October 3, 2015
    Reply

    good tip, however most of the time you are trying to remove an olive you have about 4" of pipe! I tend to just use some water pump pliers and grip the olive ever so slightly (experience over time will tell you by how much) and with a bit to to and fro action will come off. I especially use this on radiator pipes as you normally don't have a huge amount of pipe to play with.

  22. FoodOnCrack
    November 14, 2015
    Reply

    Found some old scrap copper piping in my shed, had to remove brass compression fittings, and to do that i had to remove an olive. First thing i thought of was looking up your video! 🙂

  23. Arks Ekrem
    November 18, 2015
    Reply

    All good. But it's true what he said at the end..sometimes especially in confined spaces, you'll need the olive puller. That's why im in screwfix now lol

  24. Peter Brown
    July 7, 2016
    Reply

    Thank you dear unseen person. Just the trick I needed to know.

  25. CreamPie9uy
    August 16, 2016
    Reply

    If the olive is a bit too stubborn or you are struggling for space to use the spanner method, use a junior hacksaw. Just cut a small slice in the olive making sure not to damage the pipe then use a flat head screwdriver in the slot, twist and it will split the olive. Olive splitters are so damn expensive and you need one for each size of pipe.

  26. Beppe Sapone
    November 11, 2016
    Reply

    WD40 help or a drop of oil ?

  27. diver dave
    December 4, 2016
    Reply

    …mmm??? is that a metric or standard Spanner wrench !

  28. theone 111777
    December 5, 2016
    Reply

    I've never heard a ferrule called an olive.

  29. wardyuk16
    December 30, 2016
    Reply

    Brilliant! Worked a treat – thank you so much!

  30. mixwell1983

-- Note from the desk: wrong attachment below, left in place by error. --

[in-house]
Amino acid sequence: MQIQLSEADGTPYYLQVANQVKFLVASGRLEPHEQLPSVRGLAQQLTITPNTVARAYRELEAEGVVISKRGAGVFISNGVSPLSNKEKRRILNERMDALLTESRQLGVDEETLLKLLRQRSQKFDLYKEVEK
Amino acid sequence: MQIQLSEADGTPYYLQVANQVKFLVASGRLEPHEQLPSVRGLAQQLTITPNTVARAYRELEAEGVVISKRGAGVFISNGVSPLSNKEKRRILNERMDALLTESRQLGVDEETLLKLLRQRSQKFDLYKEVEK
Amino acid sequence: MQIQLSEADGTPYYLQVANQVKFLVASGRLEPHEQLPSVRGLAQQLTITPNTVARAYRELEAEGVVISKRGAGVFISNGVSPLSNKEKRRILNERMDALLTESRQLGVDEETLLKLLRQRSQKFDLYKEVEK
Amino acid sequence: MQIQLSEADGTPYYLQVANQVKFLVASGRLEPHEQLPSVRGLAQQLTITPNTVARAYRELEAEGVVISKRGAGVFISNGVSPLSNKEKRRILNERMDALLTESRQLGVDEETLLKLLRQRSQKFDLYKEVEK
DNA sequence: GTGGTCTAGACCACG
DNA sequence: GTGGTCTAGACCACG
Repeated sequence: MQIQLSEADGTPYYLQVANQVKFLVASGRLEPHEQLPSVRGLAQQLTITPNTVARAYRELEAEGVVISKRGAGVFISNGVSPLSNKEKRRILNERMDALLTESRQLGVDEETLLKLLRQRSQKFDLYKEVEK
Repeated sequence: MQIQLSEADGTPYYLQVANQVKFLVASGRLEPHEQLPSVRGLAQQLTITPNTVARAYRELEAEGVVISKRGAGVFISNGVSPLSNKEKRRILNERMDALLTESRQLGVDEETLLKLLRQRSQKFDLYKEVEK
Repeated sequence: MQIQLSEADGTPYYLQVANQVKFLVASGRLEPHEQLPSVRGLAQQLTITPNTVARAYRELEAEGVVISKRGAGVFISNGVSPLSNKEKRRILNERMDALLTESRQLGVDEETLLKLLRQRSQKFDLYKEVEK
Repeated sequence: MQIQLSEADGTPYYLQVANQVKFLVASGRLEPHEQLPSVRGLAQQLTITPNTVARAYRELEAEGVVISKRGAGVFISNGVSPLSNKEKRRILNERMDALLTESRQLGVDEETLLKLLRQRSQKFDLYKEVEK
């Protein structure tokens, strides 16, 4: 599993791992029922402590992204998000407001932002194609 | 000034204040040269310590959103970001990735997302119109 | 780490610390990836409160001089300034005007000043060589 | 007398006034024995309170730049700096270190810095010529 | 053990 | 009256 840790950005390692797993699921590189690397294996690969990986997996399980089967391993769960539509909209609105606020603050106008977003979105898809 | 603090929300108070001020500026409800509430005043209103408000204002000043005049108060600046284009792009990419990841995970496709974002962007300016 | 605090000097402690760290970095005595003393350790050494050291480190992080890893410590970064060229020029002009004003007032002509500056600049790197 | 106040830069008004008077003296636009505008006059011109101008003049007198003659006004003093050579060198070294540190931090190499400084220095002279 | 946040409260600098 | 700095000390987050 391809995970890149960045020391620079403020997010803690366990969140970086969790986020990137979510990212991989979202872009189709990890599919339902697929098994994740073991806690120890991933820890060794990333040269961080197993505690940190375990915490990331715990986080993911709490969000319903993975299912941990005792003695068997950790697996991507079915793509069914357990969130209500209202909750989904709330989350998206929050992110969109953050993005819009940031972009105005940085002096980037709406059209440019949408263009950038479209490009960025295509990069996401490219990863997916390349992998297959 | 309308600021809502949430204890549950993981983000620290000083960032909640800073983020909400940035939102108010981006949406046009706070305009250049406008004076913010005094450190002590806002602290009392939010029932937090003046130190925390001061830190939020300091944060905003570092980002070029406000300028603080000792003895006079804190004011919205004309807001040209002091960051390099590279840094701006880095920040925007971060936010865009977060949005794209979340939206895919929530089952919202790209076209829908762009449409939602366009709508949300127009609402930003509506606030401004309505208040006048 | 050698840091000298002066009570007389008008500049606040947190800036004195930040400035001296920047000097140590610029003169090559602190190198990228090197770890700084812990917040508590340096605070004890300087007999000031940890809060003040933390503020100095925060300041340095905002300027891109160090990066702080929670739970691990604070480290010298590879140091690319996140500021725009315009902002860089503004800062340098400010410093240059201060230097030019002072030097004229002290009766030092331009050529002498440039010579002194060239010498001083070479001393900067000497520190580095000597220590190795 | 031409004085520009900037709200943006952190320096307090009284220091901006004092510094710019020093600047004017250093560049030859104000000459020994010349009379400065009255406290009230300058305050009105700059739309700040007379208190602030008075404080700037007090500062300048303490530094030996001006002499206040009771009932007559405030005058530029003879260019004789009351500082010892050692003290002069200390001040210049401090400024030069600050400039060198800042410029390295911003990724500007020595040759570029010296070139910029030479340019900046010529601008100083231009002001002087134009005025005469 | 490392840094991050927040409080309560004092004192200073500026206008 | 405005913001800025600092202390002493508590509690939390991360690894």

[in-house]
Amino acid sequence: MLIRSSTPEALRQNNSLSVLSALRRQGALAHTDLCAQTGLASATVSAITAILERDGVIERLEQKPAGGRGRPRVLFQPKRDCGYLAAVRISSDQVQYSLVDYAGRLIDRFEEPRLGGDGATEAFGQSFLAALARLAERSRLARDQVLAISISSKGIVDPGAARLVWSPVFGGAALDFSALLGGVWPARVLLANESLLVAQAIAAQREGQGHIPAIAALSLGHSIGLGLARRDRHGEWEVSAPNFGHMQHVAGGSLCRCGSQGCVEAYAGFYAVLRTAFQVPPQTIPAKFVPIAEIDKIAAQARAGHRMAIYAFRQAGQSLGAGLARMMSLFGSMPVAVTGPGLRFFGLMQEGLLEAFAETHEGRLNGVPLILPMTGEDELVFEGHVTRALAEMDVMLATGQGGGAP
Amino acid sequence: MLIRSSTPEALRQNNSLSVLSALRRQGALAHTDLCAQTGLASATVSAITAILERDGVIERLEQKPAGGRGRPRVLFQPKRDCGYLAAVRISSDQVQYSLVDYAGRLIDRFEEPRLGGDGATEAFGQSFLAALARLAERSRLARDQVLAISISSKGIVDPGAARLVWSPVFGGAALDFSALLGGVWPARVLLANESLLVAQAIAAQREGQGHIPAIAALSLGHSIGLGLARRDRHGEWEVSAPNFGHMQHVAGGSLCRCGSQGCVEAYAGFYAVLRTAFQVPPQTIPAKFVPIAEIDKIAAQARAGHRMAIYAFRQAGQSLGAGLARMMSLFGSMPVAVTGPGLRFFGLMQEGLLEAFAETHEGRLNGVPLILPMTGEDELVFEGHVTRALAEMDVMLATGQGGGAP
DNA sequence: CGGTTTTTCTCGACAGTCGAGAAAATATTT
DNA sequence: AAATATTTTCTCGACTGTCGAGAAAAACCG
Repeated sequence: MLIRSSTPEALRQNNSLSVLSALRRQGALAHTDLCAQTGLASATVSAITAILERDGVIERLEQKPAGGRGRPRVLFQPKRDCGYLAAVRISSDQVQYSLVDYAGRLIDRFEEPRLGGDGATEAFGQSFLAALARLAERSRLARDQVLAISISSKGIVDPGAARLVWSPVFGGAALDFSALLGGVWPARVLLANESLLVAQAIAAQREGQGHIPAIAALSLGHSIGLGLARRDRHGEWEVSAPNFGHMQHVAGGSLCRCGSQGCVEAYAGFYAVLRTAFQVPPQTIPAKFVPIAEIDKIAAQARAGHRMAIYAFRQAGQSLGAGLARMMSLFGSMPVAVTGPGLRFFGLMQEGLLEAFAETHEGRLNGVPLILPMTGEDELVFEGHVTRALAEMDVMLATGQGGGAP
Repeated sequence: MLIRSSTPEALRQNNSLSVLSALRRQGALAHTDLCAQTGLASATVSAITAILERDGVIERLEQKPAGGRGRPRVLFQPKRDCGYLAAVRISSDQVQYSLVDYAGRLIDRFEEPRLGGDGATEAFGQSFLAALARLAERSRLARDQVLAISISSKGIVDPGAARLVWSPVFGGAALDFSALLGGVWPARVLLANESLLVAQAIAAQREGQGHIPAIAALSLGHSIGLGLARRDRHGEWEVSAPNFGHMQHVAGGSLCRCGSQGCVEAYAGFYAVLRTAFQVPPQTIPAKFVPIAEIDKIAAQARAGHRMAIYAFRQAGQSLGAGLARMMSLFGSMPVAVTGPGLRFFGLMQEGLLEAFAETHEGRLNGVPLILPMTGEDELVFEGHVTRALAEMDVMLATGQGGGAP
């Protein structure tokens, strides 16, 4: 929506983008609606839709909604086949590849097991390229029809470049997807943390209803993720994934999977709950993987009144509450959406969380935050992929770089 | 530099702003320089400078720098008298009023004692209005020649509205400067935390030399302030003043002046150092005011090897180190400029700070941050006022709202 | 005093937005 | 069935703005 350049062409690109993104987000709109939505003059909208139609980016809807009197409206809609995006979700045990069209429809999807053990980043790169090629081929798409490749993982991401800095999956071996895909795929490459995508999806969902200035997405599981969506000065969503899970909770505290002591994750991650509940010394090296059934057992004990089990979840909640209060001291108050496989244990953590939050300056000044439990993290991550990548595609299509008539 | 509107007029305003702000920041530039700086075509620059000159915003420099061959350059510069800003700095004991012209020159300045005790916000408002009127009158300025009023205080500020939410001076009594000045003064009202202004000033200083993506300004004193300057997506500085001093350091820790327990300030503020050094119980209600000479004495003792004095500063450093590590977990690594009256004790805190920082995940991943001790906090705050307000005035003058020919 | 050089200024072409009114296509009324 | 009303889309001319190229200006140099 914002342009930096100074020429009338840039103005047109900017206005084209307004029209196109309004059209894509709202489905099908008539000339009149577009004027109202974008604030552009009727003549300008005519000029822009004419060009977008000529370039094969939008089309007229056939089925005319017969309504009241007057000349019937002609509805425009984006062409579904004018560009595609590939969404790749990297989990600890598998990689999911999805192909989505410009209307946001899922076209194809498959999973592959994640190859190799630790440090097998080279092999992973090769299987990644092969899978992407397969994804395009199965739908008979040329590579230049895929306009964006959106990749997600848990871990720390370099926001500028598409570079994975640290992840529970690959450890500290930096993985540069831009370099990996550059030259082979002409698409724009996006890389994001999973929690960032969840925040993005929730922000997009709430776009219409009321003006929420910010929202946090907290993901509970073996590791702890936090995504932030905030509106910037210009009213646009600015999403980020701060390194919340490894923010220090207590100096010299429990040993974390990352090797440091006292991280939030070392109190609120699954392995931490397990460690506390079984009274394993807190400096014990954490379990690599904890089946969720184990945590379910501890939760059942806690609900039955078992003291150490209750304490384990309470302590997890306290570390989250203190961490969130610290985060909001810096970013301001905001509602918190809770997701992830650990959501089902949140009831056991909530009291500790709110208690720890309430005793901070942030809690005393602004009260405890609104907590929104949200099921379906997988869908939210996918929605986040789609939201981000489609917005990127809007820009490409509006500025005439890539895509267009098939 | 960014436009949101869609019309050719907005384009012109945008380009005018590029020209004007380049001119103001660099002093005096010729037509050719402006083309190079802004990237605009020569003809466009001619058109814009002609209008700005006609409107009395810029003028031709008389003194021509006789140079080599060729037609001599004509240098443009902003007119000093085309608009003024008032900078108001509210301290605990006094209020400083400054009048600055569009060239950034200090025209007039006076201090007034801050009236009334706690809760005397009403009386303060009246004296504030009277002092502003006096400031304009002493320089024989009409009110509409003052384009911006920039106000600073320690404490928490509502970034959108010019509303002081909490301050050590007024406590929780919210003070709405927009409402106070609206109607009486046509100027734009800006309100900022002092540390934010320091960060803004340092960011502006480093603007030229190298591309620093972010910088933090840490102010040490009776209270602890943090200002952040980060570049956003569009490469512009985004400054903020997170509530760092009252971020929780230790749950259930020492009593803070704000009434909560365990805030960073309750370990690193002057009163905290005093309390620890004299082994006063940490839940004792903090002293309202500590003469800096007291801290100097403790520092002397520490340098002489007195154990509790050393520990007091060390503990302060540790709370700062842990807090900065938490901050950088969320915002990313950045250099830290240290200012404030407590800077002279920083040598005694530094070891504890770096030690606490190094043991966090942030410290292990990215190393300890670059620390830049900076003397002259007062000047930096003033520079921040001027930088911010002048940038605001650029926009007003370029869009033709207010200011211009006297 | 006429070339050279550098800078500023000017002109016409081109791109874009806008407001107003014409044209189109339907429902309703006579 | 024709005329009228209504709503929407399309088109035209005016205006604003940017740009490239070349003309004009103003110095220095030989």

January 21, 2017
    Reply

    Piss off mate, i have a tool which i found in my grandpas garage and ive tightened the fuck out of to get the olive as you call it off. Its a wedge shape and now i can play the fucken trambone with it because its spread out the pipe. Im about to get the sawzall and cut the motherfucker behind the nut.. Ive not been this angry at something for a long while so excuse my frustration.

  31. mixwell1983
    January 21, 2017
    Reply

    Well i got mine done, had to use a sawzall or use the old fitting. Brand new nut, olive and valve, doesnt leak but i hated having to trim the copper line. Thats something you cannot do every time you need to change. In retrospect the puller tool i used coulda made it easier if i sanded the calcium shit off but with my new valve and olive im hoping i dont have to muck about with for another 15 years

  32. David's Favorite Videos
    February 21, 2017
    Reply

    I never reuse that piece, way cheaper and faster to use a new one. Using it over you can't guarantee it won't leak.

  33. BLKAVALON NAHC
    February 27, 2017
    Reply

    It would NOT work on my copper pipe 4 inches out from the wall. The way you shown people to knock it out of the pipe, would you have to worry about the soldered end get damaged inside the wall?

  34. Qamar Ul Islam
    March 3, 2017
    Reply

    great video

  35. Vishwan Purandat
    March 27, 2017
    Reply

    We call the olive a ferol and we call an adjustable wrench a dunceman favourite tool.

  36. Jusb1066
    May 31, 2017
    Reply

    Blutos been getting Olive off for years, time to eat your spinach Popeye!

  37. Cameron
    November 12, 2017
    Reply

    Man, you just saved my life with the monkey wrench olive puller trick. Thank you! Thank you Youtube!!